With the terrifying goings-on in Nigeria which include: unrestrained Fulani herdsmen terrorism that approaches genocide, then land grabbing, Islamist terrorism, non-functioning civilian security, overwhelming corruption, human rights abuses, lack of civil liberties, economic meltdown, and an unresponsive government, the Constitutional Force Majeure is the pathway to prevent all out armed conflict or even civil war. This is through having incorporated a time-limited Transitional Government within its plan of action.
The intention of such a time-bound Transitional Government is to bring order, peace, security and stability to the Nigerian territory. Then with Regional Referendums by ethnic nationalities, arrive at new, valid, constitutional arrangements shaped by the people. A Transitional Government that would be able to manage the deepening social crises found in every sector in Nigeria, is also the substantial intervention needed to address the increasing terrorism by Fulani herdsmen militias, Boko Haram, ISIS and Al-Qaeda (Ansaru), all of whom seem to have found a welcoming environment in the Nigerian space. Very importantly, a Transitional Government would restore a sense of justice through respecting human rights, civil liberties, and the rule of law. It would have a well-defined and LIMITED MANDATE. This is the type of government needed in Nigeria at this very critical time, to put an end to deliberate insecurity, disorder, and unresponsive governance.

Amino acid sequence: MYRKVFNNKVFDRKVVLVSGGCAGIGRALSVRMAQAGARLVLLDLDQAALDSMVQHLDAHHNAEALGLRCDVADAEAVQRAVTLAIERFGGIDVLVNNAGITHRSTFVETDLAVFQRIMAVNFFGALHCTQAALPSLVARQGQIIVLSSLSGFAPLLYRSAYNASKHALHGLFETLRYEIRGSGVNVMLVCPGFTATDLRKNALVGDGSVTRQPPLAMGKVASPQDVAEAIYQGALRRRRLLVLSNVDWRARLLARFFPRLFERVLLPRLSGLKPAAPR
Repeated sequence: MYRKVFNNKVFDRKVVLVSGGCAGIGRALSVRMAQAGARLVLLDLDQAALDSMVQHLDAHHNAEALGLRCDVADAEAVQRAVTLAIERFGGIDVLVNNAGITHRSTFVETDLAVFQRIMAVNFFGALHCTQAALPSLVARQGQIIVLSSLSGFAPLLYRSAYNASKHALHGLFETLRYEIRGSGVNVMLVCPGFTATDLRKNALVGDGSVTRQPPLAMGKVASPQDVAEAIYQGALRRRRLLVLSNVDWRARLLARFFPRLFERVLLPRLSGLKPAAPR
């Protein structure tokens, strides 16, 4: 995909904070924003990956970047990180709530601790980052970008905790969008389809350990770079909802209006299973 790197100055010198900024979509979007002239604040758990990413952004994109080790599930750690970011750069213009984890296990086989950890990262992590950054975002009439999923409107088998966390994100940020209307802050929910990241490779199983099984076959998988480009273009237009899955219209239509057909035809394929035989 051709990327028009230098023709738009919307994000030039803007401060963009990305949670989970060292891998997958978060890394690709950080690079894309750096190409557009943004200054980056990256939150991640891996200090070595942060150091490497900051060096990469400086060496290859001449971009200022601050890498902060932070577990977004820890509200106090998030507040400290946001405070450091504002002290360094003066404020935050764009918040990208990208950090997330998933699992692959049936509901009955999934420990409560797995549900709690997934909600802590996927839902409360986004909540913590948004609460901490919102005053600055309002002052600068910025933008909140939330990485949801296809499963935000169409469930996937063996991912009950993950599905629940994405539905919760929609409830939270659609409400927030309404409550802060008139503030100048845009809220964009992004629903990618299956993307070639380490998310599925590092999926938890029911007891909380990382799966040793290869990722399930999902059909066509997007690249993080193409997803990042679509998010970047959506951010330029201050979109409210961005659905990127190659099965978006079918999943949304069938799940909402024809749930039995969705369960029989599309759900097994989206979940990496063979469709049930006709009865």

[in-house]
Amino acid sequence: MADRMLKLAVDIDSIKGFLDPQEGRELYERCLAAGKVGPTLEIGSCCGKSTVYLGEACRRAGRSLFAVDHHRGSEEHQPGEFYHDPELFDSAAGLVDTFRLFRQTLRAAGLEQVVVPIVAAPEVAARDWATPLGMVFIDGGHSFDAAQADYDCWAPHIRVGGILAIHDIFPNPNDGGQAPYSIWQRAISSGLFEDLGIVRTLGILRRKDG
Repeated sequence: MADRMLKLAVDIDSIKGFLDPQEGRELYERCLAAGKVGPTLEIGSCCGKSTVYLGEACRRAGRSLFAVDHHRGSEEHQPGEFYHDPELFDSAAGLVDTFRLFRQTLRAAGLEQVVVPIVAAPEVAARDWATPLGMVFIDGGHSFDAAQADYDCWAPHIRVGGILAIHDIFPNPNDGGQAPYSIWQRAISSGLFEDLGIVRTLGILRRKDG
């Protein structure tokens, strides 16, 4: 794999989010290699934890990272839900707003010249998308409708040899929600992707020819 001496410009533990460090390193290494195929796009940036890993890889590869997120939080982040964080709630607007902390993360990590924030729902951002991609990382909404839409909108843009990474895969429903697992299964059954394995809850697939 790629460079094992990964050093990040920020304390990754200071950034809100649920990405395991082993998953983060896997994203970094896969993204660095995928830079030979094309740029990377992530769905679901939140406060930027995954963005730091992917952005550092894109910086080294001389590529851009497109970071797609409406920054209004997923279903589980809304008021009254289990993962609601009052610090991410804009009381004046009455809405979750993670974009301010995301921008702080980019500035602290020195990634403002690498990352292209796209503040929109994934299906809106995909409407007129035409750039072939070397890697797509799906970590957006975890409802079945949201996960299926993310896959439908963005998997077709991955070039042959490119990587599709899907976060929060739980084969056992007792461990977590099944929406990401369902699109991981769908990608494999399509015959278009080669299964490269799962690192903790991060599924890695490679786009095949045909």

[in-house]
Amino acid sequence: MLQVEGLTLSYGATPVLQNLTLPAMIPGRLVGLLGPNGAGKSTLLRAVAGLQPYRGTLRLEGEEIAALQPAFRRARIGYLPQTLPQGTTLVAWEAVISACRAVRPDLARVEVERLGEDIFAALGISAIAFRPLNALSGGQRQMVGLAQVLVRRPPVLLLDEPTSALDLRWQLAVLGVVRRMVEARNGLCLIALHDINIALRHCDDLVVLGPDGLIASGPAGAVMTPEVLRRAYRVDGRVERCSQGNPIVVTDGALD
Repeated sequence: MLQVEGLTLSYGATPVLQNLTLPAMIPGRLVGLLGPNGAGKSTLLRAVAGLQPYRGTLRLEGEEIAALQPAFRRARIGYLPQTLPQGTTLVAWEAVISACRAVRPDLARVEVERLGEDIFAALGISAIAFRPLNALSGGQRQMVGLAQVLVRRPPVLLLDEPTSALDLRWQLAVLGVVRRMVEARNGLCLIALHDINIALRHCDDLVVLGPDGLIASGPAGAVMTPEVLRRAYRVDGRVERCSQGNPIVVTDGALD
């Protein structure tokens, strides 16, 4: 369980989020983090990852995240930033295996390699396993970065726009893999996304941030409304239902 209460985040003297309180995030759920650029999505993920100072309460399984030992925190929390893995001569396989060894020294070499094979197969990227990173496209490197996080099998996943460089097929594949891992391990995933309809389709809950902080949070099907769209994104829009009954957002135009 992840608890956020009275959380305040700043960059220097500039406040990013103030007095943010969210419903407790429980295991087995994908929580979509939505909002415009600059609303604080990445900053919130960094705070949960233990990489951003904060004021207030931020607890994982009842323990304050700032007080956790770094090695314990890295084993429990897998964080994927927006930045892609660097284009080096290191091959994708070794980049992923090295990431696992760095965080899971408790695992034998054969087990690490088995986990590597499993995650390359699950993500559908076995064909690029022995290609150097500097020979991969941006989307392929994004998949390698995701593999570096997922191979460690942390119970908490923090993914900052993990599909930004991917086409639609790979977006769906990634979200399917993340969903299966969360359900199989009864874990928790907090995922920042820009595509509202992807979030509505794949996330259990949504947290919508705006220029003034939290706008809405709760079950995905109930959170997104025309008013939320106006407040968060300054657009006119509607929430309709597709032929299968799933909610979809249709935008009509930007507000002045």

Things have gotten so badly out of hand in Nigeria. Meanwhile the ruling elite, many having reached their positions through “do or die” politics, now seem more preoccupied with ensuring their children and spouses are living in safety abroad rather than addressing the widespread dysfunction and insecurity. Such openly irresponsible behaviour should really be repented of, and reversed. The Constitutional Force Majeure is how to do that. Political parties should therefore not set off on the journey to general elections in 2023 under the repudiated 1999 Constitution, but should show solidarity with their people and respond positively to the Demand to decommission the 1999 Constitution and have a Transitional Government. Political parties are urged to “Close Shop” temporarily and be on the side of their people, then follow international good practice for new Constitution-making.
NINAS, the indigenous peoples, do not want armed conflict or all-out war in their ancestral lands and that is why they declared a Constitutional Force Majeure. For, the 1999 Constitution that keeps them bound to a Union that brings them death and seizes their assets, does not have the consent of the governed. So, political parties ought to Close Shop now as there may even be no possibility of elections in 2023 if the multitude of crises and insecurity rocking Nigeria are allowed to explode, but they should play a pro-people role in the Constitutional Force Majeure and do the needful to bring about a much-needed Decommissioning of the repudiated 1999 Constitution and Transitional Government in the quickest time.
NOTE: The full text of the Constitutional Force Majeure can be found at www.freedomfromnigeria.com